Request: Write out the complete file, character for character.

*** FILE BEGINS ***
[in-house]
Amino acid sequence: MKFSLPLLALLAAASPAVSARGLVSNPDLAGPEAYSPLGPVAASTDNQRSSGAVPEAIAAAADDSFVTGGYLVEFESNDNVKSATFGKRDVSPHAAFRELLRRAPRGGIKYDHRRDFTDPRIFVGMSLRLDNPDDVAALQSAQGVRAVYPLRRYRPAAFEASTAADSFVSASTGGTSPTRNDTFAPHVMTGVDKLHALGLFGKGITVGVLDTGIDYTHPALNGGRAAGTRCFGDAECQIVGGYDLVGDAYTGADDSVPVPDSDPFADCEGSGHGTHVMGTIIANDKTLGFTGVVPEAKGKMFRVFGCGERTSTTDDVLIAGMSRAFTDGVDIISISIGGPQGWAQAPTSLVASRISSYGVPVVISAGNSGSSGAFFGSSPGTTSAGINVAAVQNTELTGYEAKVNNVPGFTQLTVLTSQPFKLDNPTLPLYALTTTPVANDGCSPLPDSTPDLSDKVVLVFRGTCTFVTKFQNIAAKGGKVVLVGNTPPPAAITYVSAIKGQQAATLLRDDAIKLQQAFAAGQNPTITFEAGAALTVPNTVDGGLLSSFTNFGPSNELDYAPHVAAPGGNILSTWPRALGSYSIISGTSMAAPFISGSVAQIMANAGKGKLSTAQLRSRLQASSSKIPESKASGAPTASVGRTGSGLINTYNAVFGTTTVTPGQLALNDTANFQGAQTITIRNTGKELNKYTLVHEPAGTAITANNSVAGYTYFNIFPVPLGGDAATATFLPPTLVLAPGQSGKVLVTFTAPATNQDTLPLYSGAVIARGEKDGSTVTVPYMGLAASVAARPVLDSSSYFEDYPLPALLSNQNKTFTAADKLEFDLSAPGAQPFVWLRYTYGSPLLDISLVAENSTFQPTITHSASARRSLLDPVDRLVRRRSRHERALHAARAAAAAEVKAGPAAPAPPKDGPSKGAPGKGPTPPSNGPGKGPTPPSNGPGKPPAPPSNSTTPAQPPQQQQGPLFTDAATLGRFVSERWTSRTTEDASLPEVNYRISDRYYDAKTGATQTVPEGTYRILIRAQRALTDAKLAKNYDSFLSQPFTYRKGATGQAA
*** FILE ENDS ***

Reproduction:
[in-house]
Amino acid sequence: MKFSLPLLALLAAASPAVSARGLVSNPDLAGPEAYSPLGPVAASTDNQRSSGAVPEAIAAAADDSFVTGGYLVEFESNDNVKSATFGKRDVSPHAAFRELLRRAPRGGIKYDHRRDFTDPRIFVGMSLRLDNPDDVAALQSAQGVRAVYPLRRYRPAAFEASTAADSFVSASTGGTSPTRNDTFAPHVMTGVDKLHALGLFGKGITVGVLDTGIDYTHPALNGGRAAGTRCFGDAECQIVGGYDLVGDAYTGADDSVPVPDSDPFADCEGSGHGTHVMGTIIANDKTLGFTGVVPEAKGKMFRVFGCGERTSTTDDVLIAGMSRAFTDGVDIISISIGGPQGWAQAPTSLVASRISSYGVPVVISAGNSGSSGAFFGSSPGTTSAGINVAAVQNTELTGYEAKVNNVPGFTQLTVLTSQPFKLDNPTLPLYALTTTPVANDGCSPLPDSTPDLSDKVVLVFRGTCTFVTKFQNIAAKGGKVVLVGNTPPPAAITYVSAIKGQQAATLLRDDAIKLQQAFAAGQNPTITFEAGAALTVPNTVDGGLLSSFTNFGPSNELDYAPHVAAPGGNILSTWPRALGSYSIISGTSMAAPFISGSVAQIMANAGKGKLSTAQLRSRLQASSSKIPESKASGAPTASVGRTGSGLINTYNAVFGTTTVTPGQLALNDTANFQGAQTITIRNTGKELNKYTLVHEPAGTAITANNSVAGYTYFNIFPVPLGGDAATATFLPPTLVLAPGQSGKVLVTFTAPATNQDTLPLYSGAVIARGEKDGSTVTVPYMGLAASVAARPVLDSSSYFEDYPLPALLSNQNKTFTAADKLEFDLSAPGAQPFVWLRYTYGSPLLDISLVAENSTFQPTITHSASARRSLLDPVDRLVRRRSRHERALHAARAAAAAEVKAGPAAPAPPKDGPSKGAPGKGPTPPSNGPGKGPTPPSNGPGKPPAPPSNSTTPAQPPQQQQGPLFTDAATLGRFVSERWTSRTTEDASLPEVNYRISDRYYDAKTGATQTVPEGTYRILIRAQRALTDAKLAKNYDSFLSQPFTYRKGATGQAA